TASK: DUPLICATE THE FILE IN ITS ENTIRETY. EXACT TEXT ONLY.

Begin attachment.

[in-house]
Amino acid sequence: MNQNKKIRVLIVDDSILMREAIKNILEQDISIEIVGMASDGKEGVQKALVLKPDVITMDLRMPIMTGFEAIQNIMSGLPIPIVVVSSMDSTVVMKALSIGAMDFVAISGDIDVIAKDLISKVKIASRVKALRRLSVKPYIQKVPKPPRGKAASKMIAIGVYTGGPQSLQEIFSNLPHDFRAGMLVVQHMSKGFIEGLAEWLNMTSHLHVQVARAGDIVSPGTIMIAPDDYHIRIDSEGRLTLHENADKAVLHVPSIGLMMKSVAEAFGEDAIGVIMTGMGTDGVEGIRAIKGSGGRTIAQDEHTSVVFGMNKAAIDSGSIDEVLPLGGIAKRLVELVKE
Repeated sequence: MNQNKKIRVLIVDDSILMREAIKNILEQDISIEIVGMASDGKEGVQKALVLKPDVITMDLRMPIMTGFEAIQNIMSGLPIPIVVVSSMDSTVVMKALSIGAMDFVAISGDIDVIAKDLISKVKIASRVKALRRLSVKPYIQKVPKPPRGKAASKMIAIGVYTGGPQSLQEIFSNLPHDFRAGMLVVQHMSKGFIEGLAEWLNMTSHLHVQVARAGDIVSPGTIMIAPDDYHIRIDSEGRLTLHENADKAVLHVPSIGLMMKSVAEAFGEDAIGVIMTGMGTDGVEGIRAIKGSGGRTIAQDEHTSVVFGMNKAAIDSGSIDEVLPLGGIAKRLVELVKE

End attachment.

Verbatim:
[in-house]
Amino acid sequence: MNQNKKIRVLIVDDSILMREAIKNILEQDISIEIVGMASDGKEGVQKALVLKPDVITMDLRMPIMTGFEAIQNIMSGLPIPIVVVSSMDSTVVMKALSIGAMDFVAISGDIDVIAKDLISKVKIASRVKALRRLSVKPYIQKVPKPPRGKAASKMIAIGVYTGGPQSLQEIFSNLPHDFRAGMLVVQHMSKGFIEGLAEWLNMTSHLHVQVARAGDIVSPGTIMIAPDDYHIRIDSEGRLTLHENADKAVLHVPSIGLMMKSVAEAFGEDAIGVIMTGMGTDGVEGIRAIKGSGGRTIAQDEHTSVVFGMNKAAIDSGSIDEVLPLGGIAKRLVELVKE
Repeated sequence: MNQNKKIRVLIVDDSILMREAIKNILEQDISIEIVGMASDGKEGVQKALVLKPDVITMDLRMPIMTGFEAIQNIMSGLPIPIVVVSSMDSTVVMKALSIGAMDFVAISGDIDVIAKDLISKVKIASRVKALRRLSVKPYIQKVPKPPRGKAASKMIAIGVYTGGPQSLQEIFSNLPHDFRAGMLVVQHMSKGFIEGLAEWLNMTSHLHVQVARAGDIVSPGTIMIAPDDYHIRIDSEGRLTLHENADKAVLHVPSIGLMMKSVAEAFGEDAIGVIMTGMGTDGVEGIRAIKGSGGRTIAQDEHTSVVFGMNKAAIDSGSIDEVLPLGGIAKRLVELVKE